Changes in the connectivity across pairs of nodes (brain regions) are investigated in studies of dynamic rs-fMRI, rather than assuming temporal stationarity across entire resting-state scans. This is typically achieved by decomposing the resting-state time series into temporal windows of fixed length. Functional connectivity and dynamic network indices are computed within windows. The gathering of window-specific indices allows an examination of how connectivity changes over time (Allen et al., 2014; Sakoğlu et al., 2010). Emerging network-based tools to describe dynamic rs-fMRI activity (Bassett et al., 2013; Khambhati, Sizemore, Betzel, & Bassett, 2018; Sizemore & Bassett, 2018) have begun to provide important insights into dynamic brain function. These insights include an appreciation for how functional connectivity among brain regions (Allen et al., 2014) and the organization of functional brain network architecture (Chai et al., 2017; Smith et al., 2012) change within persons across the length of scans, how these dynamics relate to normative development (Hutchison & Morton, 2016; Medaglia et al., 2018) and cognition (Bassett, Yang, Wymbs, & Grafton, 2015; Braun et al., 2015; Shine, Koyejo, & Poldrack, 2016), and how they are associated with healthy variations in mood (Betzel, Satterthwaite, Gold, & Bassett, 2017) as well as psychopathology (Braun et al., 2016; Damaraju et al., 2014; Demirtaş et al., 2016).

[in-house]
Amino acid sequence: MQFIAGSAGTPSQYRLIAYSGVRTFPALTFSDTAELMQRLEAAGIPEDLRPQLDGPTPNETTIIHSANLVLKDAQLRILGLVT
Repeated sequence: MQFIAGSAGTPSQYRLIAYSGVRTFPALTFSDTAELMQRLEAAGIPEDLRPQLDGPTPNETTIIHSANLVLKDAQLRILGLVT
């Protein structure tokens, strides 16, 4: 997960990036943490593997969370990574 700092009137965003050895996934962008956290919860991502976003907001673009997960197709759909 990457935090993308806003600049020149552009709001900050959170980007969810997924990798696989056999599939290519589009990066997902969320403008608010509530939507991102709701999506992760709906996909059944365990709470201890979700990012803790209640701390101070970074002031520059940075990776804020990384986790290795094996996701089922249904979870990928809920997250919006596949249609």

The Problem of Motion and Approaches to Mitigating Motion Artifact
Dynamic rs-fMRI approaches reflect the perspective that brain function is quintessentially time-varying. The relatively low demands on participants during acquisition also render dynamic rs-fMRI approaches attractive for use across diverse samples for whom performance on task-based fMRI studies may be difficult. Despite these advantages, dynamic rs-fMRI approaches—like their stationary counterparts—are susceptible to artifacts induced by motion (Laumann et al., 2017). Such artifacts can be mistaken for neural effects (Van Dijk, Sabuncu, & Buckner, 2012) and are particularly problematic in studies of between-person differences, because many between-person differences of interest are correlated with motion (e.g., age, personality, and clinical status; Fair et al., 2013; Satterthwaite, Wolf, et al., 2013; Siegel et al., 2016). Notably, motion artifact is observed in samples free of gross motion, with micromovements as small as 0.1 mm from time point to time point capable of introducing differences in statistics derived from rs-fMRI data (Satterthwaite et al., 2012; Yan et al., 2013).
An important aspect of motion artifact in rs-fMRI is its distance-dependence (Power, Barnes, Snyder, Schlaggar, & Petersen, 2012; Satterthwaite et al., 2012; Van Dijk et al., 2012). Higher levels of motion are associated with greater connectivity in short-range connections and, in some cases, weaker connectivity in long-distance connections. This finding has been of particular concern in the field of developmental cognitive neuroscience wherein a perspective based on early rs-fMRI studies theorized that functional connectivity was modulated in a distance-dependent manner across the life span (e.g., Fair et al., 2009). Since then, it has been demonstrated, through the use of rigorous de-noising procedures, that motion artifact substantially inflated the estimates of age-related, distance-related changes in connectivity (Fair et al., 2013; Satterthwaite, Wolf, et al., 2013).